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Given any polynomial $p(x)$ over $\mathbb{Z}$, can one construct a graph with characteristic polynomial $p(x)$? [Edit: Title question added to post.}

Further questions include:

  • Are there classes of graphs that correspond to different types of polynomials
    (e.g., corresponding to polynomials over finite fields? Or perhaps corresponding to certain Galois extensions of $\mathbb{Q}$?)
  • If we indeed can construct this, is the graph ever unique?
  • If we can't make a graph for $p(x)$ exactly, can we at least make one where we know $p(x)$ divides the characteristic polynomial?

Thanks in advance for any insights.

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For the first two bullet points, I'm not aware if graphs can be given some kind of characteristic polynomials over finite fields or other algebraic structures, but I do know that it's possible for different graphs to have the same characteristic polynomial. See and search for "Characteristic polynomials are not diagnostic for graph isomorphism". Also, since the adjacency matrix has trace zero (assuming you aren't allowing loops), the polynomial will have no $ x^{n-1} $ term (if it has $ n $ vertices). – anon Jul 4 '11 at 20:07
Non unicity of a graph given its characteristic polynomial is discussed in . – Joel Cohen Jul 4 '11 at 20:29
up vote 5 down vote accepted

If we consider multigraphs -- i.e., graphs with multiple edges and possibly with loops -- then there are countably infinitely many graphs on $n$ vertices and countably infinitely many degree $n$ monic polynomials in $\mathbb{Z}[t]$, so there is more of a fighting chance that every such polynomial is the characteristic polynomial of some graph than in the situation described in Gerry Myerson's answer.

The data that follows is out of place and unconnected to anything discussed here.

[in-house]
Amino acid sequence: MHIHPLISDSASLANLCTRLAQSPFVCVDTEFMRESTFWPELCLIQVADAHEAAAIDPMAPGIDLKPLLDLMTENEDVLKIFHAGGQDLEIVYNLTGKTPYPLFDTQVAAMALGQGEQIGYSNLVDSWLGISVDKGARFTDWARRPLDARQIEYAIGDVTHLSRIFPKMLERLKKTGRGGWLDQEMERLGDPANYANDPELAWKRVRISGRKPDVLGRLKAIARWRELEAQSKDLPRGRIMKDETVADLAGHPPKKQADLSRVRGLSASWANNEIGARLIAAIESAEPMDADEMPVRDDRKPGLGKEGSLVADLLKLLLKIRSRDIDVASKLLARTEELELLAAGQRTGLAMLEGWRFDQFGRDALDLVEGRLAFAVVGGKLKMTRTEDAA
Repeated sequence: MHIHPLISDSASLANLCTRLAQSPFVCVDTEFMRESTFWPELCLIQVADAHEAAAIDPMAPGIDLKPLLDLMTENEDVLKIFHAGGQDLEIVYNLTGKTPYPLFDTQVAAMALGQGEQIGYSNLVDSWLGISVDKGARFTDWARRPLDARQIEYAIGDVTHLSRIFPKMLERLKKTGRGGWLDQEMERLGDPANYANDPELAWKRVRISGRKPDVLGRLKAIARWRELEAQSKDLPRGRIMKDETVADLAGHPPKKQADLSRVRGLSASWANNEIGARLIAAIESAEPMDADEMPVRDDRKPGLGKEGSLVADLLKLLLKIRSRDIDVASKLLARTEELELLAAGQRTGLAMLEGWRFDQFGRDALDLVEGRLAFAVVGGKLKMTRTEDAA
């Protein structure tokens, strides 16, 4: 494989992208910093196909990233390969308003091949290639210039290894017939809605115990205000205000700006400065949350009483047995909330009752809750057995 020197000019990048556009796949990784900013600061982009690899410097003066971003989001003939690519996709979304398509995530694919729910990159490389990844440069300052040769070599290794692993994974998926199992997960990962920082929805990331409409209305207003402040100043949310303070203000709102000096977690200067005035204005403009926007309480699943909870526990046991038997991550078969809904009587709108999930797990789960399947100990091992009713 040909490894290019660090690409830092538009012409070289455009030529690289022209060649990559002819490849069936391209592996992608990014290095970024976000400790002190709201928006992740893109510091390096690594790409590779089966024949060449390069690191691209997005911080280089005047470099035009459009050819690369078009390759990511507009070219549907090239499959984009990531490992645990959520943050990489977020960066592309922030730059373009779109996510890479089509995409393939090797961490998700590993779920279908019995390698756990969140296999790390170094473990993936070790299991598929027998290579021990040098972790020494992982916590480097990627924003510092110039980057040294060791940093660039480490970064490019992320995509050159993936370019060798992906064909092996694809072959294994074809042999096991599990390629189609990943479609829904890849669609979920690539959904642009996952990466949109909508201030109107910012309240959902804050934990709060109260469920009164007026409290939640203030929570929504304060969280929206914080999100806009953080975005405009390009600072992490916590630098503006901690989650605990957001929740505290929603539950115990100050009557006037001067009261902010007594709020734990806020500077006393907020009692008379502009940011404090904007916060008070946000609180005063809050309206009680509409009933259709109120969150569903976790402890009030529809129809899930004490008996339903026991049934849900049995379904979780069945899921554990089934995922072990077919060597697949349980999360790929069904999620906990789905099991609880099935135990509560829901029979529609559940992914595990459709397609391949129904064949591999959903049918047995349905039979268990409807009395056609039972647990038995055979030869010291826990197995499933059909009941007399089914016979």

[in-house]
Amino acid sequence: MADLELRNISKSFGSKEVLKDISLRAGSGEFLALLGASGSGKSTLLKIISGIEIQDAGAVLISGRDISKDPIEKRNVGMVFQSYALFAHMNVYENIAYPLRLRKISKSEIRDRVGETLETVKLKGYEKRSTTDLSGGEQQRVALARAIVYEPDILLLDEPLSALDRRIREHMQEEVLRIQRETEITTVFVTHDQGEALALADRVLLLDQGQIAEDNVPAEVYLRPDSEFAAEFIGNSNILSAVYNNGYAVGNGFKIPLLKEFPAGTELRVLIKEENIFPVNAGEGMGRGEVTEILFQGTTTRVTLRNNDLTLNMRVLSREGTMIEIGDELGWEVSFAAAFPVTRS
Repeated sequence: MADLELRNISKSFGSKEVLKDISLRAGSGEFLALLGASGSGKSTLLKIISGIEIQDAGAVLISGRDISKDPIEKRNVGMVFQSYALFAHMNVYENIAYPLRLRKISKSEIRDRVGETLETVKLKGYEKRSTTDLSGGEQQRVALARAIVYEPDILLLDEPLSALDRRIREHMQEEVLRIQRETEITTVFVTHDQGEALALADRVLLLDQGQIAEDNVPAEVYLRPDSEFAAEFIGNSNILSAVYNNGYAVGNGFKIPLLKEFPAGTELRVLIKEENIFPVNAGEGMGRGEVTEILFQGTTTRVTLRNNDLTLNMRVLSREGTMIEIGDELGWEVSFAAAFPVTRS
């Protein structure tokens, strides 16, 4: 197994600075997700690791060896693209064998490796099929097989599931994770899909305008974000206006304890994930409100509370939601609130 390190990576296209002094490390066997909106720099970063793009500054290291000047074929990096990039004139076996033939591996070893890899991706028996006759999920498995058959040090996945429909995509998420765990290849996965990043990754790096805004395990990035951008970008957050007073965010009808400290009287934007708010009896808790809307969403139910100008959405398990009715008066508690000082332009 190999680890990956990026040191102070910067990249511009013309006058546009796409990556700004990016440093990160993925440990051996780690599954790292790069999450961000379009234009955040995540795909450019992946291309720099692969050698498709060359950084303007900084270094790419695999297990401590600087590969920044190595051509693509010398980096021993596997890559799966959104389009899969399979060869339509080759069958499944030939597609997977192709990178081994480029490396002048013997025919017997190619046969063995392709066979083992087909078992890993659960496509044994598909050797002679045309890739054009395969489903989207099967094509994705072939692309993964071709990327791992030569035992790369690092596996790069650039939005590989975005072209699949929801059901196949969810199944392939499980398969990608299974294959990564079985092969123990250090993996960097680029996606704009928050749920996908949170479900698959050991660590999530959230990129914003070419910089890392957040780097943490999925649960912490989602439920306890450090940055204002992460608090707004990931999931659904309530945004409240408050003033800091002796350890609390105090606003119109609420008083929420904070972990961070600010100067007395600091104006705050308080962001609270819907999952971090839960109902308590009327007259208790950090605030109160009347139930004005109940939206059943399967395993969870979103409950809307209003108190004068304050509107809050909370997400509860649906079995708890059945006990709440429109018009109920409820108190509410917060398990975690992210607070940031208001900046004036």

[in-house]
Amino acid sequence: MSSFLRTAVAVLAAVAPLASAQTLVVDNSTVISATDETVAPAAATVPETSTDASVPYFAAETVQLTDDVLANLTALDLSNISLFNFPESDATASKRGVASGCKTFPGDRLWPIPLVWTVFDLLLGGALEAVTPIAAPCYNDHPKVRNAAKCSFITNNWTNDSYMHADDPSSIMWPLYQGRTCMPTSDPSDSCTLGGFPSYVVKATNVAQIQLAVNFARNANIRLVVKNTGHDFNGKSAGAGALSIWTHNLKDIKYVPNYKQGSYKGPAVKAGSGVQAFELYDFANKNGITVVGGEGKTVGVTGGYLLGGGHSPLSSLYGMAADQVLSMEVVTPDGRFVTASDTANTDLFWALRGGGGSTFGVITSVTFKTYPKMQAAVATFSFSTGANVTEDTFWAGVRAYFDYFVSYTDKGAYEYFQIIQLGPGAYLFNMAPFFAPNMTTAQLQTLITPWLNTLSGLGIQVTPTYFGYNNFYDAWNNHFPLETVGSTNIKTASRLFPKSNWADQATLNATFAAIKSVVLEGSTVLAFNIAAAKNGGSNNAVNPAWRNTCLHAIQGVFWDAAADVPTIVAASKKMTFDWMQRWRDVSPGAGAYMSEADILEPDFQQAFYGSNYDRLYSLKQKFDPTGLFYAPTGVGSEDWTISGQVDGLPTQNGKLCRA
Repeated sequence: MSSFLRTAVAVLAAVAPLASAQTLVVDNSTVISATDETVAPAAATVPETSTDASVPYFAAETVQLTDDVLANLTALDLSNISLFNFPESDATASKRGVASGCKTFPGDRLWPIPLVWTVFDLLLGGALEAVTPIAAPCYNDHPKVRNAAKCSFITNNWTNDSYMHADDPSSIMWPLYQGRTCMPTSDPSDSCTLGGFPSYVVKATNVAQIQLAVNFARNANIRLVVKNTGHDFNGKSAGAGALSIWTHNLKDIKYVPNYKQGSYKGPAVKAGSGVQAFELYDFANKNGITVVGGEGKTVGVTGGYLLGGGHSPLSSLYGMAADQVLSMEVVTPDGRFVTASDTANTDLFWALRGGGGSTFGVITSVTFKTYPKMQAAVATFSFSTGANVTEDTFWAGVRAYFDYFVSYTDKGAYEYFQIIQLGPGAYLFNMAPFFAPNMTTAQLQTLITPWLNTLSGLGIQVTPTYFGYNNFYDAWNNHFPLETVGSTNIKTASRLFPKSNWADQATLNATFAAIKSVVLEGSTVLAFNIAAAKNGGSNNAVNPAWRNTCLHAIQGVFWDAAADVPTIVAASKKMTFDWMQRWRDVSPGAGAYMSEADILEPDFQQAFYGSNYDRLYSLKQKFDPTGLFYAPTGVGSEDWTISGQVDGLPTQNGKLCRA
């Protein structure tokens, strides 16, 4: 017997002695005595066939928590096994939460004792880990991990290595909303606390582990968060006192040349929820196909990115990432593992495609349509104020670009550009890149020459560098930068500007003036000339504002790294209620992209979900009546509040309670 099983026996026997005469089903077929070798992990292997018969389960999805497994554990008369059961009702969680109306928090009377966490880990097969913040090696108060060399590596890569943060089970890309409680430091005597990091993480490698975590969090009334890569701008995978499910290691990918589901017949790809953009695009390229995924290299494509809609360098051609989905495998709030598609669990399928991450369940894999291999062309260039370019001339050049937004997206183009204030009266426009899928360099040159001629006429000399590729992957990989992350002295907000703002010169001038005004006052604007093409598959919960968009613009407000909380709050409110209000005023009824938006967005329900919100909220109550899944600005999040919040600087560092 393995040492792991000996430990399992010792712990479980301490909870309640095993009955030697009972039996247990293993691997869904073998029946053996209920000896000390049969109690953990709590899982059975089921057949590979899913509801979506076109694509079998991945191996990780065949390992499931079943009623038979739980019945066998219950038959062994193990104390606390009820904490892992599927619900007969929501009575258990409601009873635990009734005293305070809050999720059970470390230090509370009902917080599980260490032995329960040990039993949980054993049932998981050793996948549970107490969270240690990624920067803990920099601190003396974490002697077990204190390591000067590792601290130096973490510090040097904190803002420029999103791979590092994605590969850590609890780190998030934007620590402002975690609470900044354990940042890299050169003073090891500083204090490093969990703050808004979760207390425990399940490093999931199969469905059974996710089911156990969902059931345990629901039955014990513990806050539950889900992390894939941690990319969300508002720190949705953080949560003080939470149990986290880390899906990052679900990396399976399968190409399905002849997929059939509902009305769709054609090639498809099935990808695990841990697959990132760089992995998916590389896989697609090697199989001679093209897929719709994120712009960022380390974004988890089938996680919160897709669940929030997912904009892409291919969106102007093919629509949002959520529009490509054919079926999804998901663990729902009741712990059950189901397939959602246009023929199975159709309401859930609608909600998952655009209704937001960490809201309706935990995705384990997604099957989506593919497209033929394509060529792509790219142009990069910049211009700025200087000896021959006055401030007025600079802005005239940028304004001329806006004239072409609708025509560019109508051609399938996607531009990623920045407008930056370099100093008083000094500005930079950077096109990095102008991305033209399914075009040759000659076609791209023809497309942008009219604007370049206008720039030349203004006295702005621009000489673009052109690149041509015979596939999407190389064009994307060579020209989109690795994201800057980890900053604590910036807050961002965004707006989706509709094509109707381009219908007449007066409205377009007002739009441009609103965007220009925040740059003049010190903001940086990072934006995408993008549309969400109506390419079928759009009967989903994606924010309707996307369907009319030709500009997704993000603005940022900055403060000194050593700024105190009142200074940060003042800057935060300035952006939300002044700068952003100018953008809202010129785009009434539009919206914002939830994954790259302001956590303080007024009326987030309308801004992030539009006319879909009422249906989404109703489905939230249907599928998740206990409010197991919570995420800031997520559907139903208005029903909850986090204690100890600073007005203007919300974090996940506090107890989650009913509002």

I can do the case of $1$ vertex: $t-n$ is the characteristic polynomial of a multigraph iff $n \geq 0$.

Moreover the non-negativity condition here is general: the Perron-Frobenius theorem asserts, in particular, that every matrix with non-negative real entries has at least one non-negative real eigenvalue.

There is a large literature on eigenvalues of (multi)graphs: spectral graph theory. I am not an expert on this (I don't even remember everything I used to know...), but there are entire texts written on the subject. Consulting one should give some idea of what is known.

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I bet the two-vertex case can be done without over-exertion, and recommend that Alexander try it. – Gerry Myerson Jul 5 '11 at 4:19

Let $n$ be a positive integer. Let $G$ be a graph with $n$ vertices. The adjacency matrix of $G$ is then an $n\times n$ matrix. Its characteristic polynomial is then of degree $n$. There are only finitely many graphs on $n$ vertices (up to isomorphism), but infinitely many polynomials of degree $n$ with integer coefficients. It follws that for most polynomials there is no graph for which that polynomial is the characteristic polynomial.

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